1. This site uses cookies. By continuing to use this site, you are agreeing to our use of cookies. Learn More.

Knife handle material?

Discussion in 'Non-Firearm Weapons' started by TomADC, Jan 27, 2014.

  1. TomADC

    TomADC Well-Known Member

    I going to clean up a old knife it had the leather rings but whats the thoughts on using hard wood rings for a replacement? Any thoughts on should they be glued together? What finish to use.
  2. hso

    hso Moderator Staff Member

    I've not seen that so I have to assume there are issues with it. OTOH, if you use stabilized wood and you stack them under pressure with epoxy I don't see why that shouldn't work. I've seen wood spacers before used for contrast so you should be able to make it work (if they're stabilized).

    The Scandinavians use cork and birch bark to do what you're thinking of doing.

  3. rcmodel

    rcmodel Member in memoriam

    Yes, you can.
    Here is one I made using walnut & ebony.


    The problem you will have with wood rings is, wood is not compressible.
    The leather is, and can be clamped to compress the stack while getting the butt cap pinned back on.
    That keeps it tight nearly forever.

    If you use wood, or leather, glue each ring with slow-set epoxy.

    Last edited: Jan 27, 2014
  4. TomADC

    TomADC Well-Known Member

    I have several pieces of walnut, maple and a couple of others 1/4 x 4 x 36 I bought from Rocklers all are hardwoods and I have a large assortment of hole saws for the blanks. Give me something to do and keep me out of trouble.
  5. jerkface11

    jerkface11 Well-Known Member

    I would do it like the one rc posted. Except with maple in the middle.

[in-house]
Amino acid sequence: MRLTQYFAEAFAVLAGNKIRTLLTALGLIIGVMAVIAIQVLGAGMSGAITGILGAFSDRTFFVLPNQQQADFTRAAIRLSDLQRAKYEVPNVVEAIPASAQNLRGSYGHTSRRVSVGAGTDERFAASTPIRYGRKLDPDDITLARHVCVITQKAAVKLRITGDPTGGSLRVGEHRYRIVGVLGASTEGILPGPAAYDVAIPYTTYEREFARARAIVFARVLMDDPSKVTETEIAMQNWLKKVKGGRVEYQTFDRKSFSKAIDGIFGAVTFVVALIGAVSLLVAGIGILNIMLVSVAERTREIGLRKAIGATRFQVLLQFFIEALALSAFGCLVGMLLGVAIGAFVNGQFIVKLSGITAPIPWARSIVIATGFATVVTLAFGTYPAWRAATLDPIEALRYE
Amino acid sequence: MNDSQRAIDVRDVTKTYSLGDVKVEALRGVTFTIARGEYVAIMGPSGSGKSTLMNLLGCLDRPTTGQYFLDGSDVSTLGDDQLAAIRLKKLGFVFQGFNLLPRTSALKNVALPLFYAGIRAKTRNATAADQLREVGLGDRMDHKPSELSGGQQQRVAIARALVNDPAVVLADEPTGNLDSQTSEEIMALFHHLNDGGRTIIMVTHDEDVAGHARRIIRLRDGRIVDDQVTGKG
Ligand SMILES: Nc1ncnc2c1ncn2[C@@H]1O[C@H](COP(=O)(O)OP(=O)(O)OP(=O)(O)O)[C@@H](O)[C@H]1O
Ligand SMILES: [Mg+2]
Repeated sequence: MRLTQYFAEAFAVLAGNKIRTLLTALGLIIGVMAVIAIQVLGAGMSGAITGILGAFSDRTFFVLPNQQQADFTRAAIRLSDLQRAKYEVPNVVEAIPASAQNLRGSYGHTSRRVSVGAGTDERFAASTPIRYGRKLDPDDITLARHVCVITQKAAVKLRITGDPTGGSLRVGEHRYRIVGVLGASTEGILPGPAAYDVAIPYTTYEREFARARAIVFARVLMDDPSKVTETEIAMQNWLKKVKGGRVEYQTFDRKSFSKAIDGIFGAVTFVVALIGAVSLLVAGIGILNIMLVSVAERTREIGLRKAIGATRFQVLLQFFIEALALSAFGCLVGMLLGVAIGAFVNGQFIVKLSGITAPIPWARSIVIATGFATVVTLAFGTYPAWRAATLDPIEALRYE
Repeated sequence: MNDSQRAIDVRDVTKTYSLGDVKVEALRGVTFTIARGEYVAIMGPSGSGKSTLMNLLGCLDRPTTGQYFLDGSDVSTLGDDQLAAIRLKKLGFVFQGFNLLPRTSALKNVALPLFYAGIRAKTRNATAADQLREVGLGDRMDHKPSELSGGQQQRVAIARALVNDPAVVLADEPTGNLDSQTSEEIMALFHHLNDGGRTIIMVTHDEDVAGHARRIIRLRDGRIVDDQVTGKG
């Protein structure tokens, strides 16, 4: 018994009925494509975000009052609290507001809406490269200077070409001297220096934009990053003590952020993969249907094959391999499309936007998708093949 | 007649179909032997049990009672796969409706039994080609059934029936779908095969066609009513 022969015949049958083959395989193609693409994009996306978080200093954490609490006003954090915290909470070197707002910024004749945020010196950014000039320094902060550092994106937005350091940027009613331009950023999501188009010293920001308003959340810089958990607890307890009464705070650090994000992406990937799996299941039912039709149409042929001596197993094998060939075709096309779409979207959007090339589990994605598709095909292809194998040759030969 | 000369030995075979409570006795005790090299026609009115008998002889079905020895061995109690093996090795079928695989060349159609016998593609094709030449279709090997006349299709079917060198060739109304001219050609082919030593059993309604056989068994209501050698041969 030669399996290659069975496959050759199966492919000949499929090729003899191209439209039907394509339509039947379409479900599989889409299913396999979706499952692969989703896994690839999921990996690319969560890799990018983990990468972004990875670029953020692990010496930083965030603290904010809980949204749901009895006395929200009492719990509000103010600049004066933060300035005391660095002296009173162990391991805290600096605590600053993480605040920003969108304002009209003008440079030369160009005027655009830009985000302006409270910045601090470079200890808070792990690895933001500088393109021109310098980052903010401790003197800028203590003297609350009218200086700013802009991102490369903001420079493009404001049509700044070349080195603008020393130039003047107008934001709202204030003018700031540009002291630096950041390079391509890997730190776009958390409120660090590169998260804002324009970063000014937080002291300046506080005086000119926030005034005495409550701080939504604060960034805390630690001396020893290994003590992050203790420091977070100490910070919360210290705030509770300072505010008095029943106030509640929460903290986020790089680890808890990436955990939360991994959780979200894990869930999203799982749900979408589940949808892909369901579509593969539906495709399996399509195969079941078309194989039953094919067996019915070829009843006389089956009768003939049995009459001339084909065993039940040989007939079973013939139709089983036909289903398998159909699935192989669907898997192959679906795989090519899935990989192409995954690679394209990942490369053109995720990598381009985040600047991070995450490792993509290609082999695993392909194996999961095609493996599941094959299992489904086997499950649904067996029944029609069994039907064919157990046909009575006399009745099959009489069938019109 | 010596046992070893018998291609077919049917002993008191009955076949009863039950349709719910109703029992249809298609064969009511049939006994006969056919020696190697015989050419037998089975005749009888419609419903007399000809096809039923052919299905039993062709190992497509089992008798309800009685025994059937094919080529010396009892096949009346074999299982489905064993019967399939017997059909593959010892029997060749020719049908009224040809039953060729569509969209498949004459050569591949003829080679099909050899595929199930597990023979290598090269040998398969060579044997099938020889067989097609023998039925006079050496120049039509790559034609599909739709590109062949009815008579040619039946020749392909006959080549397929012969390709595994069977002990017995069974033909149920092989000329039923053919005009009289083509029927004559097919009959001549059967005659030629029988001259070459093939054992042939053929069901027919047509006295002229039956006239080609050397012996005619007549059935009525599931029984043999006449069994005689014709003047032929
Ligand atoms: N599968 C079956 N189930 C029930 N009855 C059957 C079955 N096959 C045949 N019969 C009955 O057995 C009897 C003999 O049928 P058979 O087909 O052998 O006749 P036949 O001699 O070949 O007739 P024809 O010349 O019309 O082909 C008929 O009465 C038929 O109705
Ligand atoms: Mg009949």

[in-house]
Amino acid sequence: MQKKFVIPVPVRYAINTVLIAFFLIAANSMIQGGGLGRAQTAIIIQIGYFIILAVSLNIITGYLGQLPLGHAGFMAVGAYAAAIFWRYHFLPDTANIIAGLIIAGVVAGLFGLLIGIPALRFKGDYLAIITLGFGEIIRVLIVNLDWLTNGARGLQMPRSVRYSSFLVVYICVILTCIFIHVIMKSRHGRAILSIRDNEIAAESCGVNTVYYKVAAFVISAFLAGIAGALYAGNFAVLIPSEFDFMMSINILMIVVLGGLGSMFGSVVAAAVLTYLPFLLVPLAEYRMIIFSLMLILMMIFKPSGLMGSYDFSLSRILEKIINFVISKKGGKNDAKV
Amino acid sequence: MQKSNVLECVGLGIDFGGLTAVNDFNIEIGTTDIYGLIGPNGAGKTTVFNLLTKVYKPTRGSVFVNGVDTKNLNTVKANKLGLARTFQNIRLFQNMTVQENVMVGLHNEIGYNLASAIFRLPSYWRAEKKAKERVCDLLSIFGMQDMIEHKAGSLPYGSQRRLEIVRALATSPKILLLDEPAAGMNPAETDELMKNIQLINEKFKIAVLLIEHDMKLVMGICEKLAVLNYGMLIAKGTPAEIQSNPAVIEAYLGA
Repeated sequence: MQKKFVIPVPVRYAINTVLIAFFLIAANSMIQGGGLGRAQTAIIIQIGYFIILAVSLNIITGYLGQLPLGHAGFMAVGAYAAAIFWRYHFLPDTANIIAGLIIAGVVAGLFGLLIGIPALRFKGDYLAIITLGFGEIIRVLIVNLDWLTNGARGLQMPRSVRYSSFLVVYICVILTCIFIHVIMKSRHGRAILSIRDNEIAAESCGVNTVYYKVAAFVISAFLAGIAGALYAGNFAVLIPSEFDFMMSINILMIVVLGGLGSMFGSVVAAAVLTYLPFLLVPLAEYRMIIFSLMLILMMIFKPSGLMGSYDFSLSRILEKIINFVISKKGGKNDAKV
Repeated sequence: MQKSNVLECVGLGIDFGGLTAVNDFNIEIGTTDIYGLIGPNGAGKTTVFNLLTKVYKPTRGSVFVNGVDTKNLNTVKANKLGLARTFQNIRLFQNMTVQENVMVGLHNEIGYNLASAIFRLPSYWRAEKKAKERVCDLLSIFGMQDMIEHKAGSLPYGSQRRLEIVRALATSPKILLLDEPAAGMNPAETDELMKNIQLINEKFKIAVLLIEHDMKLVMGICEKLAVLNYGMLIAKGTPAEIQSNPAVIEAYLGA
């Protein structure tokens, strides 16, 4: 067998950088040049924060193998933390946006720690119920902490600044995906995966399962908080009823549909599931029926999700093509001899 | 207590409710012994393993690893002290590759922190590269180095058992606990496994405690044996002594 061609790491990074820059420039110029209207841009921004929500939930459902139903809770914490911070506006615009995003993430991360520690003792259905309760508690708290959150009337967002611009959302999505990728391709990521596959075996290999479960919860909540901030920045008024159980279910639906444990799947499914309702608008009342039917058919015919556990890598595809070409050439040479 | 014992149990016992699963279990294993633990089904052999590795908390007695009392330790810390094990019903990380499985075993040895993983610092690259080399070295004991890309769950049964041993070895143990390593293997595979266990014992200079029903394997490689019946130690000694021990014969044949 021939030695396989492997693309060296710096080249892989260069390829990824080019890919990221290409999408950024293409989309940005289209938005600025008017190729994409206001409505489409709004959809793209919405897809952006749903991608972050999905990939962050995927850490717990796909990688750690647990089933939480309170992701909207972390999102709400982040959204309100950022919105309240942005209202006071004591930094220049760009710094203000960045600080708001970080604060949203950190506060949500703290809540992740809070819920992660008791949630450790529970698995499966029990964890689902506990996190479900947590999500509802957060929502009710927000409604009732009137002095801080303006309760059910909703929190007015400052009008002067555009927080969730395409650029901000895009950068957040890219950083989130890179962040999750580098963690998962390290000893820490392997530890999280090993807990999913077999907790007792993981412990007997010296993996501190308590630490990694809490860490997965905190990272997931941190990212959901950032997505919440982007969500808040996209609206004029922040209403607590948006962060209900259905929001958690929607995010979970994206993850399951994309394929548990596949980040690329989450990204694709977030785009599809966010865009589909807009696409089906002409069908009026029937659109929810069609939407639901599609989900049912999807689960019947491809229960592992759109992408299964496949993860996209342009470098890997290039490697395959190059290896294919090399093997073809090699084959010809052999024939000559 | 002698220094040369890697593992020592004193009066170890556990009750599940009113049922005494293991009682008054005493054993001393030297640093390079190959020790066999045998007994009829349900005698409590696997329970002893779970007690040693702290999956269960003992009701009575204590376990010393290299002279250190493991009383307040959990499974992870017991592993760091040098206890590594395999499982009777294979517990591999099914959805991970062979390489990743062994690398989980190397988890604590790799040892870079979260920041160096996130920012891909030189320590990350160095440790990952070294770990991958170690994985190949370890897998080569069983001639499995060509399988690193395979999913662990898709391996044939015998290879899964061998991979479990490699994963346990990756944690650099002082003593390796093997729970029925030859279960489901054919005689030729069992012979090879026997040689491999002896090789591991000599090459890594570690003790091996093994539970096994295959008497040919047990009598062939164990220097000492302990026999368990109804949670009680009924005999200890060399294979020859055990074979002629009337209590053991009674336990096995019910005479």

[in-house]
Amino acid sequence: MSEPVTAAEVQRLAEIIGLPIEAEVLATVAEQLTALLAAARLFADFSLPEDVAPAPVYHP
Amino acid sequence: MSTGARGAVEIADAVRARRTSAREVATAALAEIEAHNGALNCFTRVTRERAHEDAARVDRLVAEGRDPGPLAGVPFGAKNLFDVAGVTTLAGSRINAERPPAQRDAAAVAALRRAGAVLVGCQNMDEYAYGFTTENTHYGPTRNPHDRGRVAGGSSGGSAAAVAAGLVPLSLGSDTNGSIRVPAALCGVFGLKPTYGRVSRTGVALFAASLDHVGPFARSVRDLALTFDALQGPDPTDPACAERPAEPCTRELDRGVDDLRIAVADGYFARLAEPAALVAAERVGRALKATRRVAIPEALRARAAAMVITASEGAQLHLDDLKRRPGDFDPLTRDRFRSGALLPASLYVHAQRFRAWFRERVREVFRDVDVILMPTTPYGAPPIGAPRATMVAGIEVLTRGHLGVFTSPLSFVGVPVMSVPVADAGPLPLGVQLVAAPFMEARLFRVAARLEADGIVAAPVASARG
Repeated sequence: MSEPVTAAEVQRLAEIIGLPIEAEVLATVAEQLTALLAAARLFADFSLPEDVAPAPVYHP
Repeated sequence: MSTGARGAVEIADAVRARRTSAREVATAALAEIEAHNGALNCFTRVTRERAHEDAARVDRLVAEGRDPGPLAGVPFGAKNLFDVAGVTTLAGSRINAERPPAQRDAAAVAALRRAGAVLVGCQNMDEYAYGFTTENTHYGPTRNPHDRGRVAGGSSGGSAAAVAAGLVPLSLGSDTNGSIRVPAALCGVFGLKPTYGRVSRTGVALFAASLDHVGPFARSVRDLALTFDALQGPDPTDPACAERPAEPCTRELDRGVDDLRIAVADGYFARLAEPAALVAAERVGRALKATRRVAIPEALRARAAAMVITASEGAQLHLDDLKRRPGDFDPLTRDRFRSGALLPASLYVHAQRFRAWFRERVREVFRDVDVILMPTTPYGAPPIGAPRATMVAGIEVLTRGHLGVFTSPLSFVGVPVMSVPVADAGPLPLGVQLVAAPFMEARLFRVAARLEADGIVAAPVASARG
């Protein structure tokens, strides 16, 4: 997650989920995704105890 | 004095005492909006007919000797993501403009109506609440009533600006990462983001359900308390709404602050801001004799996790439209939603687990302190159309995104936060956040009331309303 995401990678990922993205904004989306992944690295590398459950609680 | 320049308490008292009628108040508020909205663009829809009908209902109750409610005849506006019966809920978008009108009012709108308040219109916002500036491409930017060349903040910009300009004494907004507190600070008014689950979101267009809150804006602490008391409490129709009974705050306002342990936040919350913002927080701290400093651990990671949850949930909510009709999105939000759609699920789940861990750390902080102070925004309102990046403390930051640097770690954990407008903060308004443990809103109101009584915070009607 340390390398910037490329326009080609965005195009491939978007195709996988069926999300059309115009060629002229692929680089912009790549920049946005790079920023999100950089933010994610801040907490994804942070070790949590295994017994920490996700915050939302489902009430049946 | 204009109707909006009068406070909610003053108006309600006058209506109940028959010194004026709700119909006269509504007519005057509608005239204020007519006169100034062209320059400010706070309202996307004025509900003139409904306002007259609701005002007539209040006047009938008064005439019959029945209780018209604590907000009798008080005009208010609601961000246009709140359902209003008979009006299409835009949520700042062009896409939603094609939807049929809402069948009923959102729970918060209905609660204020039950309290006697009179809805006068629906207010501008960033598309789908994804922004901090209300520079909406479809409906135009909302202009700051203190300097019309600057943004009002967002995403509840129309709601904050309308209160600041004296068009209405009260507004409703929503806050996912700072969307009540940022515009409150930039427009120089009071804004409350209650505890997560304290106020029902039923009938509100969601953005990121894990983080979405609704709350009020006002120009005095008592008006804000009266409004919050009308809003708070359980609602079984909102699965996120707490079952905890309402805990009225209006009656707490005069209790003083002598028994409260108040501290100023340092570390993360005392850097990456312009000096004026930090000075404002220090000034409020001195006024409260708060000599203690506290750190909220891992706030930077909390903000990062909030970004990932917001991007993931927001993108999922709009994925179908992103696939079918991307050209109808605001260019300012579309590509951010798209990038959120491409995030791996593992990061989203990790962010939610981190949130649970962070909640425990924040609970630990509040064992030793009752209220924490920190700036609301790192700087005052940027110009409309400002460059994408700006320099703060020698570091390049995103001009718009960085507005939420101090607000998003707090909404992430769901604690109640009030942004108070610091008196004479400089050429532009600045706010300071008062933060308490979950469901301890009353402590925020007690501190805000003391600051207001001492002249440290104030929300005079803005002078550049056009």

6. hso

    hso Moderator Staff Member

    Give it a whirl. You might be able to do something that hasn't been done yet.
  7. jerkface11

    jerkface11 Well-Known Member

    Make sure you post pics when it's done!
  8. TomADC

    TomADC Well-Known Member

    I'm going to play around with one of the knives that was in the safe, I was able to remove the original handle with my fingers no tools required. But want to clean it up to maybe make a useful knife. I've let most of these go and kept the worst ones to tweak a bit.
  9. Piraticalbob

    Piraticalbob Well-Known Member

    Do a Google Image Search on *Dalton Holder My Knife* to see what the absolute master of that knife handle style is capable of. He was fond of using oosic, also known as fossilized walrus penis bone. :D
  10. TomADC

    TomADC Well-Known Member

    I'm doing the second from the right.

  11. TomADC

    TomADC Well-Known Member

    Best laid plans etc etc found a reasonable place to buy stamped leather washers so I'm going that route.
  12. rcmodel

    rcmodel Member in memoriam

    Last edited: Jan 30, 2014
  13. TomADC

    TomADC Well-Known Member

    Yes I have that link, think it would be hard with out that, my pins are rusted up pretty bad my have to drill the heads off.
  14. rcmodel

    rcmodel Member in memoriam

    I was wondering if once you have all the rings off, you could drill into the inside plate from an angle from the front to reach the pins.
    And then get a punch in the holes to knock the pins out from the front and save them??

    I think once you got them to move just a little they could be pulled and saved for reuse.

    Might be worth a try.

    Also wondered if the front plate could be rotated as far as the notch allows and get a punch in then?

    The 225-Q is about the only WWII GI knife I have never had apart to rehandle.

  15. TomADC

    TomADC Well-Known Member

    I wire brush as much of the rust built up on the exposed pin points and I'm soaking them in oil of wintergreen. I've had good luck with it being able it free up really rusted things.

Share This Page